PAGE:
October Reads

Hello fellow readers!  Another super busy month!  I only got in two books – but they were both pretty good reads!

My first read of the month was Gone Girl by Gillian Flynn.  I originally found this book through Julie and Peanut Butter Fingers (for her August book club read), but could connect in time due to my busy schedule.  So when it was chosen for our girls book club – I was ecstatic to get started!  The first line: “NICK DUNNE – THE DAY OF.  When I think of my wife, I always think of her head.  The shape of it, to begin with.  The very first time I saw her, it was the back of her head I saw, and there was something lovely about it, the angles of it.”  Gone Girl begins on the day Amy Dunne goes missing, which just happens to be the date of her five-year anniversary to her husband, Nick.  As Amy’s disappearance surfaces, Nick’s reactions are odd and confusing, yet he maintains his innocence.  The book follows Nick and Amy (through past entries in her diary), as police seek to find an answer to the missing person mystery.  I received many messages from my friends throughout their readings – “I hate Nick!” and “I don’t like this book at all!” – but I, on the other hand, loved the book!!!  I was immediately captivated…and completely blindsided by the turning point in the middle of the book.  By that point in the story, I knew I just had to find out just how twisted the ending would be.  As for that ending, I was a lil’ bit shocked, and then upset, and then…why not?!  And after talking about this book with the rest of the girls who read it this month – their opinions were just like mine…all across the board.  I highly recommend that you check it out for yourself and let me know what you think!  (4/5 Stars)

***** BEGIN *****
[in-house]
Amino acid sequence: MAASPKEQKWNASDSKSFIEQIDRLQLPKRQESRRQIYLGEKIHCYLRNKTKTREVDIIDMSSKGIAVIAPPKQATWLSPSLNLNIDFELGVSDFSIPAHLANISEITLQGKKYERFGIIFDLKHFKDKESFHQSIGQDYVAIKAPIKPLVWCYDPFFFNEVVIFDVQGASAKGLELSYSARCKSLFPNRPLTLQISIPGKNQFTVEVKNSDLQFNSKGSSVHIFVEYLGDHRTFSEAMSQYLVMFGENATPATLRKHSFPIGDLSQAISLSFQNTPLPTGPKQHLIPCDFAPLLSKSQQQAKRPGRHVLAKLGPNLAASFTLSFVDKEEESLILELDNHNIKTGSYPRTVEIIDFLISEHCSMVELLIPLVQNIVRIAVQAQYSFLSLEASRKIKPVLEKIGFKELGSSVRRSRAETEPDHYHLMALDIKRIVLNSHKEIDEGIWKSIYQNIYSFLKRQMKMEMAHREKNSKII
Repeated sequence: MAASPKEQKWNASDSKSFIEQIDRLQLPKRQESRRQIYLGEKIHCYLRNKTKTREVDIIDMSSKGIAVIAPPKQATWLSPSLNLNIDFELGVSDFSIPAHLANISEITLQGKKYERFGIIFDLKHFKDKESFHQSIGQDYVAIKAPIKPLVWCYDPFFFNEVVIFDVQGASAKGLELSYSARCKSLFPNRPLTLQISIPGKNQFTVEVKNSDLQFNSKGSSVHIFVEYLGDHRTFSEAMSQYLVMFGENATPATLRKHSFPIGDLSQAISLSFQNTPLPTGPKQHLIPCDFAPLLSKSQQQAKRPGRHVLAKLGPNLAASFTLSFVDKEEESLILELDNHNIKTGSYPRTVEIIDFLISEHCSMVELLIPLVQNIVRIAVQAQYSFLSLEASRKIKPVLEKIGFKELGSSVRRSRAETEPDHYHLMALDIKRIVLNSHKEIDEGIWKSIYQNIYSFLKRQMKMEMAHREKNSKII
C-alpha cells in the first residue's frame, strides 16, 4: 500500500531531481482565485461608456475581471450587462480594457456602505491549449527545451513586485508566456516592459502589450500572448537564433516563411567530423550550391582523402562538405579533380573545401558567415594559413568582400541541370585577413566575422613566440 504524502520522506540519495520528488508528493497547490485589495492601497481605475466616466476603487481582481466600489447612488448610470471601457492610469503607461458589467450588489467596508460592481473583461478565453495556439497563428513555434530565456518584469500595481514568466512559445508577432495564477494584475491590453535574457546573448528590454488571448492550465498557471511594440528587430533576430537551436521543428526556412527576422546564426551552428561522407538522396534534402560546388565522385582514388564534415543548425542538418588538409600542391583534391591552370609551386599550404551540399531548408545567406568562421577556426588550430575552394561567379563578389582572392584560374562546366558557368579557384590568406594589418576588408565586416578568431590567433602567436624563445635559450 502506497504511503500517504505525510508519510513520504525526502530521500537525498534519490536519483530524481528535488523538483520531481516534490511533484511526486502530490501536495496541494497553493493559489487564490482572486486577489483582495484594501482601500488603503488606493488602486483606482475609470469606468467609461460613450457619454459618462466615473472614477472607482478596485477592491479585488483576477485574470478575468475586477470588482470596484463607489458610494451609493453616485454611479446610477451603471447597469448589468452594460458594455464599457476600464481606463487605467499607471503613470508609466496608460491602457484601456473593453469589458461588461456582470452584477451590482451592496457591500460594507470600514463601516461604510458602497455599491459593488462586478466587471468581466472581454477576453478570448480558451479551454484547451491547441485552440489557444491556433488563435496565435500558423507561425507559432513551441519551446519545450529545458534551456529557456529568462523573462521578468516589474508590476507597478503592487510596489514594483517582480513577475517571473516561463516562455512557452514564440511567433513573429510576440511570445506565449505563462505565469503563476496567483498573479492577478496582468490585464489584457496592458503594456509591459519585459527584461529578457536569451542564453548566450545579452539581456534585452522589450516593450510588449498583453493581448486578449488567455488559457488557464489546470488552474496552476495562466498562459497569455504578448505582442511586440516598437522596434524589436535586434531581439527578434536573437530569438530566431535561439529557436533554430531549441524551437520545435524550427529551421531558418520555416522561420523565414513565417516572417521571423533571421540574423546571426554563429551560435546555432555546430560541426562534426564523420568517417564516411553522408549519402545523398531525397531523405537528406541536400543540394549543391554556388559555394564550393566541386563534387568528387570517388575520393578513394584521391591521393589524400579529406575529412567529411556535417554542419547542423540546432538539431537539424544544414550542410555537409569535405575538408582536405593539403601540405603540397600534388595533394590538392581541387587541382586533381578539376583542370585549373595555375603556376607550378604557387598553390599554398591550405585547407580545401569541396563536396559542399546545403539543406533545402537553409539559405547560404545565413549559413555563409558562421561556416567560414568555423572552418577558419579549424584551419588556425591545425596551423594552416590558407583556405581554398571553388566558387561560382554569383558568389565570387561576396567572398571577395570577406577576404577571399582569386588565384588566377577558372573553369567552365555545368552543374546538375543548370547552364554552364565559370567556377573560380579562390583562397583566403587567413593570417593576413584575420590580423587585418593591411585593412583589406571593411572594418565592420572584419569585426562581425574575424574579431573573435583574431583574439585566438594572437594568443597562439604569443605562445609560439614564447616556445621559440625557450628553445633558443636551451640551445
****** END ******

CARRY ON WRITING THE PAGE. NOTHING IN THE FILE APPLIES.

I also did the monthly link-up with Julie at Peanut Butter Fingers for her October Book Club selection…and it was great to see so many new people stopping by to read my review of Thirteen Reasons Why by Jay Asher – review posted HERE!  (4/5 Stars)


Waris Dirie ran away from her oppressive life in the African desert when she was barely in her teens, illiterate and impoverished, with nothing to her name but a tattered shawl.  She traveled alone across the dangerous Somali desert to Mogadishu – the first leg of a remarkable journey that would take her to London, where she worked as a house servant; then to nearly every corner of the globe as an internationally renowned fashion model; and ultimately to New York City, where she became a human rights ambassador for the U.N.  “Desert Flower” is her extraordinary story.


Here is a look at what has recently been added to my To Be Read (TBR) list:


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